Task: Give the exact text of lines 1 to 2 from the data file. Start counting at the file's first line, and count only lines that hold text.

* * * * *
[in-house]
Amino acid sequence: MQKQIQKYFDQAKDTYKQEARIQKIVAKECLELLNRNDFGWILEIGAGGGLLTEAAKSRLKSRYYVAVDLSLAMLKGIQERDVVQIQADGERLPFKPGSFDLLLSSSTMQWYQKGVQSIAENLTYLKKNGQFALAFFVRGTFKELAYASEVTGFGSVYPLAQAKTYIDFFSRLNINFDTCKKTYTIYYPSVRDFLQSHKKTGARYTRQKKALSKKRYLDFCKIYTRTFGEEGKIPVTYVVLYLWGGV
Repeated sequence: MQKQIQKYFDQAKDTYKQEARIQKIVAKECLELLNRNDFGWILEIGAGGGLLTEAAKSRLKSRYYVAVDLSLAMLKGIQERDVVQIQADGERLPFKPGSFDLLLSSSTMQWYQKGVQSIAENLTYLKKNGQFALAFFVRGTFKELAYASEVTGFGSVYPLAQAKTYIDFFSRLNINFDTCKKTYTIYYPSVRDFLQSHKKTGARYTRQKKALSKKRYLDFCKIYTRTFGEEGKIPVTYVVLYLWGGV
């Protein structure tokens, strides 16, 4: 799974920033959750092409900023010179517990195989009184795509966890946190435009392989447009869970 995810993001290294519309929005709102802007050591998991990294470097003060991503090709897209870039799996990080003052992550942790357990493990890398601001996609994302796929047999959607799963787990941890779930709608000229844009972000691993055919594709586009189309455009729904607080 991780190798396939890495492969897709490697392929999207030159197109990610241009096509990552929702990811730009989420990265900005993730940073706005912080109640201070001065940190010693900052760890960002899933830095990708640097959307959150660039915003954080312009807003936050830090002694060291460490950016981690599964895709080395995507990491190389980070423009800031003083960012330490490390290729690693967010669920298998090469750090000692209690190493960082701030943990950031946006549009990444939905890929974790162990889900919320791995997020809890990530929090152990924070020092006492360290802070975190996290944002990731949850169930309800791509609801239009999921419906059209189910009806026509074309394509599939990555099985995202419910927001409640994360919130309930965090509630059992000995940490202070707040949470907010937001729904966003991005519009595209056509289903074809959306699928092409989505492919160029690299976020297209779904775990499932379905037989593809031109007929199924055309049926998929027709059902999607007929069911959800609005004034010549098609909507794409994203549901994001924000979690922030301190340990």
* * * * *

[in-house]
Amino acid sequence: MQKQIQKYFDQAKDTYKQEARIQKIVAKECLELLNRNDFGWILEIGAGGGLLTEAAKSRLKSRYYVAVDLSLAMLKGIQERDVVQIQADGERLPFKPGSFDLLLSSSTMQWYQKGVQSIAENLTYLKKNGQFALAFFVRGTFKELAYASEVTGFGSVYPLAQAKTYIDFFSRLNINFDTCKKTYTIYYPSVRDFLQSHKKTGARYTRQKKALSKKRYLDFCKIYTRTFGEEGKIPVTYVVLYLWGGV